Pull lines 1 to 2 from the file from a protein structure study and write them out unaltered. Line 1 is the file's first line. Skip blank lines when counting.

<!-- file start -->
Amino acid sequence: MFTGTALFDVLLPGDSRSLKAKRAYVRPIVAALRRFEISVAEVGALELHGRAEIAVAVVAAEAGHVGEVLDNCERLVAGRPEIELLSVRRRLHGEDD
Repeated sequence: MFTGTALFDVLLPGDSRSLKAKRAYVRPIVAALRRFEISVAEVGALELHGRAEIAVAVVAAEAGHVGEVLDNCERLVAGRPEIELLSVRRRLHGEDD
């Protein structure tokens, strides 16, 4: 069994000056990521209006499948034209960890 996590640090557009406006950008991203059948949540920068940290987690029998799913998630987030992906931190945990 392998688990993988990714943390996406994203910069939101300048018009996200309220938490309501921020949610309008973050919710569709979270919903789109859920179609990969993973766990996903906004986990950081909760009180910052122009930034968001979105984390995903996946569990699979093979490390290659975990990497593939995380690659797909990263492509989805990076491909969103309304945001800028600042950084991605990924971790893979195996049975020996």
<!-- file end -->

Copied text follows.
Amino acid sequence: MFTGTALFDVLLPGDSRSLKAKRAYVRPIVAALRRFEISVAEVGALELHGRAEIAVAVVAAEAGHVGEVLDNCERLVAGRPEIELLSVRRRLHGEDD
Repeated sequence: MFTGTALFDVLLPGDSRSLKAKRAYVRPIVAALRRFEISVAEVGALELHGRAEIAVAVVAAEAGHVGEVLDNCERLVAGRPEIELLSVRRRLHGEDD